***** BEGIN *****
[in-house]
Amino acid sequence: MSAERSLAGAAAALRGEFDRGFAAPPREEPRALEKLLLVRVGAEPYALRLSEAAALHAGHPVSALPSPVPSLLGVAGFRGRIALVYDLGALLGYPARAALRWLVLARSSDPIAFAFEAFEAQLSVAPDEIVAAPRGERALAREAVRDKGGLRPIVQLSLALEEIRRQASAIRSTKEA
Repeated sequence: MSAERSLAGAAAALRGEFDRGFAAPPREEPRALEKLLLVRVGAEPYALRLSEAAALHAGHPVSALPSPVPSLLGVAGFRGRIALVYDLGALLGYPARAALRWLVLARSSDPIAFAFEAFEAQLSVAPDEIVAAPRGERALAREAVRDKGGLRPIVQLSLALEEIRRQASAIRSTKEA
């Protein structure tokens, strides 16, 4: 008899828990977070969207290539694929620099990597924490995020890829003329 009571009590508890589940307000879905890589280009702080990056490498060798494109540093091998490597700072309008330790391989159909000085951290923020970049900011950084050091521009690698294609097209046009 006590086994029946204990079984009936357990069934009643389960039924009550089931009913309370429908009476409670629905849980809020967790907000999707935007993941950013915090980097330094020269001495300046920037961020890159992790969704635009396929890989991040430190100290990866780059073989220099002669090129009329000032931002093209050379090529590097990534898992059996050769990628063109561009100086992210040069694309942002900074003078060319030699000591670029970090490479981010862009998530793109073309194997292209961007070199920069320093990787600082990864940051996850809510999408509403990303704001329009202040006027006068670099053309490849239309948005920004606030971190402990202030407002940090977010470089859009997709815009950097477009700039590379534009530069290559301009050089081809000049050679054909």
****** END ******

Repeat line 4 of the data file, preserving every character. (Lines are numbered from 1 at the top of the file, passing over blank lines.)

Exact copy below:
């Protein structure tokens, strides 16, 4: 008899828990977070969207290539694929620099990597924490995020890829003329 009571009590508890589940307000879905890589280009702080990056490498060798494109540093091998490597700072309008330790391989159909000085951290923020970049900011950084050091521009690698294609097209046009 006590086994029946204990079984009936357990069934009643389960039924009550089931009913309370429908009476409670629905849980809020967790907000999707935007993941950013915090980097330094020269001495300046920037961020890159992790969704635009396929890989991040430190100290990866780059073989220099002669090129009329000032931002093209050379090529590097990534898992059996050769990628063109561009100086992210040069694309942002900074003078060319030699000591670029970090490479981010862009998530793109073309194997292209961007070199920069320093990787600082990864940051996850809510999408509403990303704001329009202040006027006068670099053309490849239309948005920004606030971190402990202030407002940090977010470089859009997709815009950097477009700039590379534009530069290559301009050089081809000049050679054909």